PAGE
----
If we had to pick somewhere to go through the rigors of trading cars and outfitting a new toad, it would be hard to find a prettier or more peaceful location than this. Because of the influence of the large Amish and Mennonite population, rural areas such as that around Shipshewana (an old Indian name) are bucolic havens of impossibly green cropland, dotted by well-kept farms, barns and silos. The black horse-drawn buggies used by the Amish and Mennonites are everywhere, with special lanes set aside for them at the edge of some of the highways.
In town, stores have special parking areas for the buggies as their owners come in from the country to buy the things they need:
Due to the quaintness of the area and the availability of quality goods--especially furniture, in this area--produced by the Amish, LaGrange county is a haven for tourists, who contribute handsomely to the economy of tiny Shipshewana (pop. 628).
There are neat hotels and restaurants here--even live theater at several venues within 50 miles. We attended one play with an Amish theme, and it was quite good.
If one is intrigued by the prospect of returning to simpler times, the Amish lifestyle has much to recommend it, considering its lofty tenets of honesty, humility, hard work, family orientation and frugality. However, their desire to be separated from worldly excess (based on a Biblical passage in Romans that tells Christians they are not to be "conformed to this world") is among the things that pique the interest of the carloads of curiosity-seekers who often clog the roadways that the Amish share precariously in their horse-drawn vehicles. The downside to living as we did a hundred years ago, besides the clash of cultures, is that, well, we would live like we lived a hundred years ago. For those accustomed to modern conveniences, it would be quite a shock to become Amish. That is the reason few outsiders join the movement.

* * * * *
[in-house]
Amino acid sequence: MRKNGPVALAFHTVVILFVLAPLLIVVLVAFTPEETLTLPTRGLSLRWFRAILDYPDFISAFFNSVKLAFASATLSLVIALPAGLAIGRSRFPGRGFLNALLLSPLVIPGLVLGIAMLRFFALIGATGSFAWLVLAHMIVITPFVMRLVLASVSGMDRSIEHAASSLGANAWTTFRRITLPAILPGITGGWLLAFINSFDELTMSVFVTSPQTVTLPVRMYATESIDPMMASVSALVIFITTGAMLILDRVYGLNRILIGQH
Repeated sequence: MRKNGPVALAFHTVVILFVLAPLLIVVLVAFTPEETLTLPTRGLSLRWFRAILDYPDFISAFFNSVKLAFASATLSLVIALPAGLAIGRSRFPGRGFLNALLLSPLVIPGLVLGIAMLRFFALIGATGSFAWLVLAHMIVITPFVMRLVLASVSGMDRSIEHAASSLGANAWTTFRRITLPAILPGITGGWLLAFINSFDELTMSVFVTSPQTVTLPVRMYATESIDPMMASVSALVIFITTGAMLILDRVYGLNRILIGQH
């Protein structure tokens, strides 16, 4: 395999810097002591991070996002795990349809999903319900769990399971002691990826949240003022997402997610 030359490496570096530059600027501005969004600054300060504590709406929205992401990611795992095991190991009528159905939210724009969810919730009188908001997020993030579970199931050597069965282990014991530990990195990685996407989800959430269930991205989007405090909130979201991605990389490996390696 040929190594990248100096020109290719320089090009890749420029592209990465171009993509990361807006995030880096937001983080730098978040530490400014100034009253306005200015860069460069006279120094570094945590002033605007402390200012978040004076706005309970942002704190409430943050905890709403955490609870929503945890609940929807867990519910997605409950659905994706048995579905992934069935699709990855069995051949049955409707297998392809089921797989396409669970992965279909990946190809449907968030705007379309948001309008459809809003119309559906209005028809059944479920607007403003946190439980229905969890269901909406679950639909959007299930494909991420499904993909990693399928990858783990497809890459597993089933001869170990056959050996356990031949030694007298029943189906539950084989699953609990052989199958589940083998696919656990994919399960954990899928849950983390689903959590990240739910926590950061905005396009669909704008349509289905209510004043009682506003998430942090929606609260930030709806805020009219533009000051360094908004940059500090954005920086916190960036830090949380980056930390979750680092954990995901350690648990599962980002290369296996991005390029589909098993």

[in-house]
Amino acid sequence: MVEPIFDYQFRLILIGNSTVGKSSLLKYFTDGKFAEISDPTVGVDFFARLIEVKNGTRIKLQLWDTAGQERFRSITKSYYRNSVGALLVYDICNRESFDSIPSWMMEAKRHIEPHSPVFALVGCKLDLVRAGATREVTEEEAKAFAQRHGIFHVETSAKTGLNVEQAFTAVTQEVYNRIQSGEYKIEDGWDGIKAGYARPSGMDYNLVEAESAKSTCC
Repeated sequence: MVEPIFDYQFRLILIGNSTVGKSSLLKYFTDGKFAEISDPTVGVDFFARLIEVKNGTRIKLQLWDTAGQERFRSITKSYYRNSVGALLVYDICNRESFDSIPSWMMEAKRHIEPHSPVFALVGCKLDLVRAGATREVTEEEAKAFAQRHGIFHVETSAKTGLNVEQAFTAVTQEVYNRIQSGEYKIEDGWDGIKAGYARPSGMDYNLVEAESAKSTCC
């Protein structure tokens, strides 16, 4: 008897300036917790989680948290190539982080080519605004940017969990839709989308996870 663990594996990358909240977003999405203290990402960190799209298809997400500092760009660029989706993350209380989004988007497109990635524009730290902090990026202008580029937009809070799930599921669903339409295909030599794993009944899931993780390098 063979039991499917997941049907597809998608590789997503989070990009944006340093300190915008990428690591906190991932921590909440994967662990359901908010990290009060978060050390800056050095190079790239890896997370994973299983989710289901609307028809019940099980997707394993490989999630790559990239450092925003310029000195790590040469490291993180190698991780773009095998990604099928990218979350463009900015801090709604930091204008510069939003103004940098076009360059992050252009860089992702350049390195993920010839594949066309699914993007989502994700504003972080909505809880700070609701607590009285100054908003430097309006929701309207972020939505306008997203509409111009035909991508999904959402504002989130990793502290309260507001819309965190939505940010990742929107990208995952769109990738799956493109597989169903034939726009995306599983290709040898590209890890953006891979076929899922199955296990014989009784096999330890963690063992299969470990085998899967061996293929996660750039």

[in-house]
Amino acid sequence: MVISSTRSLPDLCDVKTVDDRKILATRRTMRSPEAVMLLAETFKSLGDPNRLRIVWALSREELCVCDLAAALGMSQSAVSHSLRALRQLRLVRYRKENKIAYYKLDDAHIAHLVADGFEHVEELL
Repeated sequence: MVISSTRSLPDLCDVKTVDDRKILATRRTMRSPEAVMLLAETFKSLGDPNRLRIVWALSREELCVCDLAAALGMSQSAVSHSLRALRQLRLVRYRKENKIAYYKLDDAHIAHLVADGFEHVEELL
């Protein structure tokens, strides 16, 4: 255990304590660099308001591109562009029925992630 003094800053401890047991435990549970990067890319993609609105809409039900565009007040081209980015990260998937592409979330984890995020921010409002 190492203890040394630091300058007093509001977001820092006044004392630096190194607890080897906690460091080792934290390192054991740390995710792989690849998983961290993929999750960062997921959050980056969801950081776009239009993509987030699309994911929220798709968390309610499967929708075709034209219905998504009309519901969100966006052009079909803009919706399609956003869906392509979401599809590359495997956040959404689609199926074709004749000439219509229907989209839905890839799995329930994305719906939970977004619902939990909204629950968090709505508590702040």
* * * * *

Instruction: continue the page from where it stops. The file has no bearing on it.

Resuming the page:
While there is plenty of information available on the Amish and Mennonite sects via the Internet, here are a few things of interest that I found:
- They settled in America in the 17th century from what is now Germany, Switzerland and Holland to avoid religious persecution.
- The Amish and Mennonites were named after early leaders--Jakob Amman and Menno Simons.
- Most adherents do not drive motorized vehicles in favor of horse-drawn conveyance. The most conservative do not use any powered equipment for farming, preferring instead to use horses or mules for cultivation.
- The Mennonites are considered the lesser conservative sect, many of whom use some modern conveniences, but most do not travel by car or other motorized vehicles.
- They avoid public education, using home schooling or community-based one-room classes. The education generally goes through the eighth grade. Religious services are often held bi-weekly in members' homes.
- Their rationale for living an agrarian lifestyle and limiting formal schooling is a fear that exposure to more worldly pursuits and higher education would subject their children to temptation and detract from their devotion to God and dependence upon Him for guidance. They answer criticism about limiting education by explaining that the education of their youth doesn't end at the eighth grade; it merely reverts to practical learning on the farm or via apprenticeships.
- Their birthrates are several times higher than the U. S. population as a whole, most having 5-7 children. (Remember, they have no TV.) Having a large family is considered a gift from God.
- Ninety percent of the children remain in their sects and adhere to their strict religious practices. It is rare for outsiders to join and, among those who do, one-third return to their former lives.